by clicking on the page. A slider will appear, allowing you to adjust your zoom level. Return to the original size by clicking on the page again.
the page around when zoomed in by dragging it.
the zoom using the slider on the top right.
by clicking on the zoomed-in page.
by entering text in the search field and click on "In This Issue" or "All Issues" to search the current issue or the archive of back issues respectively.
by clicking on thumbnails to select pages, and then press the print button.
this publication and page.
displays a table of sections with thumbnails and descriptions.
displays thumbnails of every page in the issue. Click on a page to jump.
allows you to browse through every available issue.
FCW : April 15, 2016
Data analytics has become a first-line defense for federal government agencies. Whether it’s identifying fraud and abuse, stopping hackers in their tracks, improving citizen service, reducing costs, or enhancing disaster response, using data analytics to better understand what’s happening in the world is a critical function these days. Without data analytics, the Defense Department wouldn’t have the real- time information it needs to keep the country and its soldiers safe. Government networks would be much more vulnerable to cyberthreats. The IRS wouldn’t have the proof it needs to ensure compliance with tax laws. And Health and Human Services wouldn’t have identified billions of dollars in questionable billing at 1,400 pharmacies. Data analytics uses sophisticated software to analyze and discover patterns in massive amounts of structured, semi- structured and unstructured data drawn from different systems. It’s an effective way to corral the large amounts of data sitting in different information silos, which traditionally have limited the ability to effectively share that data. Data analytics tools generally run on big data platforms. They can scale to incorporate more data as required. They can classify data based on specified attributes, divide large amounts of data into smaller segments that share attributes, and perform regression analysis to help identify relationships between variables. There are two basic types of data analytics: Predictive analytics mines data for patterns that can help predict future behaviors and situations. This type of analytics is extremely useful in predicting likely future events related to everything from security hacks to fraud detection. Prescriptive analytics bases its conclusions on the results of the predictive analytics, using it to suggest actions to remediate the predicted actions. For example, if predictive analytics suggests users with a specific profile are most likely to defraud a healthcare agency or the IRS, prescriptive analytics can then suggest ways to block those users or request additional verification from them. The result is actionable intelligence that helps government agencies understand what’s happening across their systems and technology infrastructure. This type of visibility provides a more holistic view of aggregated data. And this in turn provides more useful information that can help inform more accurate real- time decisions. The federal government clearly sees the value. More agencies are employing data analytics than ever before. This is bolstered by the 2012 Big Data Research and Development Initiative, which awarded six federal departments and agencies more than $200 million to better leverage digital data. According to a survey from Beacon Technology partners, data analytics is poised to become a major goal of government agencies, with the goal of productively maximizing the value of information. Data Analytics: More Important Than Ever Breakout: IoT and Data Analytics GameChanger DATA ANALYTICS CRITICAL FOR DATA DEFENSE SPONSORED REPORT DATA DRIVEN CYBERSECURITY The Internet of Things, or IoT, is all the rage today. The IoT refers to sensors and other devices with IP addresses that connect to the Internet and can send and receive data. They’re part of many current federal government operations. Smart buildings, for example, take advantage of temperature, energy consumption, air quality and even perimeter access control sensors. Logistics facilities use sensors to monitor inventory conditions and item location. Datacenters use sensors to diagnose and control equipment. On the battlefield, soldiers rely on sensor-enabled wearable devices such as augmented vision displays for real world and training scenarios. Internet-connected sensors are rapidly becoming a way of life in government, and they are just as quickly generating important data. By incorporating IoT data into a data analytics platform, agencies can improve efficiency, save money and improve security. For example, agencies can analyze data from government transport vehicles equipped with sensors to optimize routes and monitor fuel consumption. IT and building managers can receive alerts from connected devices that a part is about to fail. Then they can proactively replace it before the equipment fails to perform. Agencies can identify when systems or people are at risk from malfunctioning equipment and use patterns and trends to improve asset management, performance and maintenance. Internet-connected sensors are everywhere and their use will continue to grow over time. According to a December, 2014 report from IDC, 40 percent of IoT-created data will be stored, processed, analyzed and acted upon close to or at the edge of the network. As the growth of the IoT throughout government skyrockets, it will become more important than ever to make that data available to data analytics platforms. 0316_GameChanger_ClearShark_Splunk_NetApp_final.indd 1 3/17/16 12:49 PM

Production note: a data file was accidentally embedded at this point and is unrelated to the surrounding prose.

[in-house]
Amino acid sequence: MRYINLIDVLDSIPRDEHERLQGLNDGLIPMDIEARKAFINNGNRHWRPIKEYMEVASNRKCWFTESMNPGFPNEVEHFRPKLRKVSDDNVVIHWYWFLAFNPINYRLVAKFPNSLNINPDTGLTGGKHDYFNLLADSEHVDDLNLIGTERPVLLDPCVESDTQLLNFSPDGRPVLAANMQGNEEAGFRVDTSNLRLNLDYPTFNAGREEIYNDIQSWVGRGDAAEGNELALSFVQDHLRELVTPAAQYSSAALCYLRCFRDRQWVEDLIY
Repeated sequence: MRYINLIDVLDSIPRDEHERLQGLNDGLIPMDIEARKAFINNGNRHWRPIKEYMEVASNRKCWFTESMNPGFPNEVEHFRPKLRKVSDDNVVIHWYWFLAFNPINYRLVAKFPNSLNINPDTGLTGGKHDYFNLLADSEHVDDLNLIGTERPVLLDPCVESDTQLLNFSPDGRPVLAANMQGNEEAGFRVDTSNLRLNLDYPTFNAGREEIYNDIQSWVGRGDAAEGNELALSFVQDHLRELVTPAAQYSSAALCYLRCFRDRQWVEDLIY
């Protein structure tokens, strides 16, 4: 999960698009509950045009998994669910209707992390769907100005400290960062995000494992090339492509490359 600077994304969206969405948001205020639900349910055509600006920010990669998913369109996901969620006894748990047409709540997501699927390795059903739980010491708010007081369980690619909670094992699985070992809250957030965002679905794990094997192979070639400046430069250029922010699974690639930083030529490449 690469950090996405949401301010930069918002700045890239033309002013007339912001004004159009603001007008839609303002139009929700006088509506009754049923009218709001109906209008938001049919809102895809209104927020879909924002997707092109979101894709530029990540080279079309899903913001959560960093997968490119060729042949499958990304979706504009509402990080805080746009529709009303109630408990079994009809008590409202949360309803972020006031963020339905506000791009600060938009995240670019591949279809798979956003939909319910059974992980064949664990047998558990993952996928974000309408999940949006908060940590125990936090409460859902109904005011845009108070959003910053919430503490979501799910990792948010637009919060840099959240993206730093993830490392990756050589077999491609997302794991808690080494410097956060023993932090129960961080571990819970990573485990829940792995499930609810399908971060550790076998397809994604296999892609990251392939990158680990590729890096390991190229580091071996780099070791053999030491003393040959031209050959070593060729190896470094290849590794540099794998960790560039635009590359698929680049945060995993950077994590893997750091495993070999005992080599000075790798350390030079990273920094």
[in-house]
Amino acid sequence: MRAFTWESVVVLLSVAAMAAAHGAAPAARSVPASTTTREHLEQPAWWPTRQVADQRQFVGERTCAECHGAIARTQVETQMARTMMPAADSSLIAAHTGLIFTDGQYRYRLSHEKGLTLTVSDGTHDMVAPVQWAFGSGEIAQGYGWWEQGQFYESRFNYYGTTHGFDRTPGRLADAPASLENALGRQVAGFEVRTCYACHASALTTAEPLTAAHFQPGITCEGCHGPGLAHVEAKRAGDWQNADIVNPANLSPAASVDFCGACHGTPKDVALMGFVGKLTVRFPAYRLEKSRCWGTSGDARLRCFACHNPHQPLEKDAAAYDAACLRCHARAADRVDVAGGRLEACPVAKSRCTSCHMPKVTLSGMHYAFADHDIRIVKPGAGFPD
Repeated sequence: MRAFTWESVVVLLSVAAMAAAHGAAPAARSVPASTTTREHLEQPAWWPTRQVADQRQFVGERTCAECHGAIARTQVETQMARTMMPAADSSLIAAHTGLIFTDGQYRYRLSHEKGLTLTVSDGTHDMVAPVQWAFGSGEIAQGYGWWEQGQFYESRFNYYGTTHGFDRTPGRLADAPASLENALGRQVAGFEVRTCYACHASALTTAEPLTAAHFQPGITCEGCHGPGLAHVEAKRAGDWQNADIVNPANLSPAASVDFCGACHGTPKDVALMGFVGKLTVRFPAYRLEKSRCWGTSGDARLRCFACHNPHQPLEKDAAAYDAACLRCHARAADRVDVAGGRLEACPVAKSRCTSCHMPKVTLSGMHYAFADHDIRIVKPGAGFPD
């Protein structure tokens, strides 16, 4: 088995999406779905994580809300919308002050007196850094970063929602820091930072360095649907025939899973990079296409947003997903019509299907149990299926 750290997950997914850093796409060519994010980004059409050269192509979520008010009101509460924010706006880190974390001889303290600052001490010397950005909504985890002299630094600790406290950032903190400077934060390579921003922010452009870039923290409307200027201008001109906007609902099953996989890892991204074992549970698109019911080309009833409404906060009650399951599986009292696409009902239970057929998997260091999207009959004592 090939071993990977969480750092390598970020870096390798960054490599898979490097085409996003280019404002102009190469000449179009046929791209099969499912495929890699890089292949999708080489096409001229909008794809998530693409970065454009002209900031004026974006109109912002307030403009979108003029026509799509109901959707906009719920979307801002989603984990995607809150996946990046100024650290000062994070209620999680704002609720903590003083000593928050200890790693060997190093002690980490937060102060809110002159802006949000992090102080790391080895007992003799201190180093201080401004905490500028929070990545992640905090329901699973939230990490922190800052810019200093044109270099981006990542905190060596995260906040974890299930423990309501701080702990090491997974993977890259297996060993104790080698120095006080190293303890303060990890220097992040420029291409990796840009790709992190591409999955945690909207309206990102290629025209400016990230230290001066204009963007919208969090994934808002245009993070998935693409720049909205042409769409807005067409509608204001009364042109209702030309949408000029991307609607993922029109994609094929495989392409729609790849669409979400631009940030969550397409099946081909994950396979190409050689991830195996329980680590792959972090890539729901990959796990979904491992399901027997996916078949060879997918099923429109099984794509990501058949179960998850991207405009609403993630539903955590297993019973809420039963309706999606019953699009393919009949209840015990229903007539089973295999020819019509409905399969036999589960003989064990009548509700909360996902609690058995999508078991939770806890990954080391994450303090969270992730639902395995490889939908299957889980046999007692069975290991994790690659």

March 30, 2016
April 30, 2016